Our original two story home (10 years ago) and neighbourhood was pleasant in the sense we all had backyards with gardens, nice neighbours and we specifcally had a backyard which offered a view of nothing but meadows and forest. Trust me, for a city Sweden that's rare. We also had an elaborate hiking trail system in those same woods behind our house, but unlike where I come from in Southern California, these woodlands are devoid of a lot of various critters and their sounds. Also missing are the scents and fragrances of the coastal sage scrub plant community I was use to. Cold doesn't necessarily facilitate the movement of fragrant scent compounds, even more so if they don't really exist here in the first place.
|My photo from 2013 in the trail network behind Biskopsgården|
|John C. Avise|
Side Blotched Lizard
Redheaded House Finch
|picture by Charles Parker|
This unfortunate mobile home fire tragedy took place at Starlight Mobile Home Park in El Cajon California. This was one of the properties I was assigned to maintain as head landscaper and this exact trailer space #128 and it's garden was territory of a Red Headed male House Finch who claimed his favourite perch on top of an old Peach tree behind this mobile home. This bird is another one of those birds I really miss as far as wild song birds. Every year in the Spring just after the blooming time of year this same House Finch would claim his perch at the top of that peach tree singing his heart out for hours. What I remember most is working there in the morning doing some sort of work with the lawn, it's irrigation system (which always needed maintaince) or doing something with the citrus trees. The Springs are idyllic there with crystal clear blue skies, perfect temperature (around 70 F or 21 C). Air was fresh and alive with all manner of fragrances of all sorts abundunt in the air (particularly citrus) and work was always pleasant and soothing with this bird's repetitive song playing over and over. To give you an idea of their song, here is a 14 minute video (audio really) of the male House Finch.
|Kathy Munsel/Oregon Department of Fish and Wildlife|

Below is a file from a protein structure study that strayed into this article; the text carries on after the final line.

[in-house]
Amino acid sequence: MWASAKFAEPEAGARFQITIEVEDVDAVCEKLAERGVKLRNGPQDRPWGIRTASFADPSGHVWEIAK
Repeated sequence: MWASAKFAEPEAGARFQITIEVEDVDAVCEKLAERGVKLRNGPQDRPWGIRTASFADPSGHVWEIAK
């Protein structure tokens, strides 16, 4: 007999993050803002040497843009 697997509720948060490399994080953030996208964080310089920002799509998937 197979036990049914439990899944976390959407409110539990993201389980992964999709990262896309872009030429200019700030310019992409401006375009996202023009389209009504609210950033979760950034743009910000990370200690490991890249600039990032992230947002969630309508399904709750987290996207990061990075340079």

This next bird sound comes from the Western Meadowlark which was once a common sound in San Diego county's interior valleys, but now a rarity there as well because of commercial housing development. Probably some of the last holdout habitats would be Ramona, Lakeside and maybe Otay Mesa. I'm sure there may be other pockets of grasslands scattered around, but it's the grasslands that are of most importance to this bird. But grasslands are generally on flat or rolling hills and those are perfect for development. The photo above would have been a common perch for such a bird on a Silver Sagebrush. Later when cattlemen came, the various fence posts would replace those shrubs. Shrubs would have been considered a curse to cattle operations in favour of grasses. So once removed, the fence post would have worked just fine. When I was growing up in the early 1960s, pockets of grasslands were everywhere with the largest being the San Diego River floodplain in the middle of Santee/Lakeside California. Santee still had many range cattle back then, but the Santee bedroom district building boom was in full steam ahead in late 60s thru 70s and gradually these habitats shrunk to almost nothing as have the meadowlarks. Listening to their songs makes me think of long warm summer days.
Fragrances of Coastal Sage Scrub
|Image: Bert Wilson - Salvia 'Celestial Blue' Sage|
|Image - My photo 2014|
|Image - My Photo 2014|
My mother's place across from Pepper Drive School in El Cajon California. 'Canyon Sparkles' Manzanita, 'Pozo Blue' Sage, and Mexican Red Bird of Paradise Bush.
And Finally, Crickets & other Night SoundsFrankly any sounds at night is another rarity for me here in Sweden. It struck me as odd that there were no night sounds here when I first came, especially crickets. Like the lizards on the trail which one takes for granted because they are so common and you are use to their presence, but then suddenly you realize their absence when they are not around. The lack of cricket sounds was also immediately noticed by me. Imagine no sounds at all on summer evenings. Not even owls or frogs. Well, maybe Mosquitoes. Click on the Youtube audio below and imagine nighttime scenarios with no sounds. Funny how one can notice the absence of things.
To be fair to Sweden, they do have the 'Koltrast' (common Blackbird) song
One pretty sound that is common here in this part of Sweden that is pleasant when walking through a tall Boreal Forest (that's not an industrial forestry plantation) in the Springtime is listening to the 'Koltrast' which is just a larger common blackbird than what I'm use to seeing in SoCal. The males are the singers and their songs echo loudly within the forest, not like when there is more open urban environment. At least they don't have 'Silent Spring' yet. Here is another Youtube link to sights and sounds of both male and female Blackbirds or Koltrasts.
Maybe later if I think of something more, I'll add it to the list 😉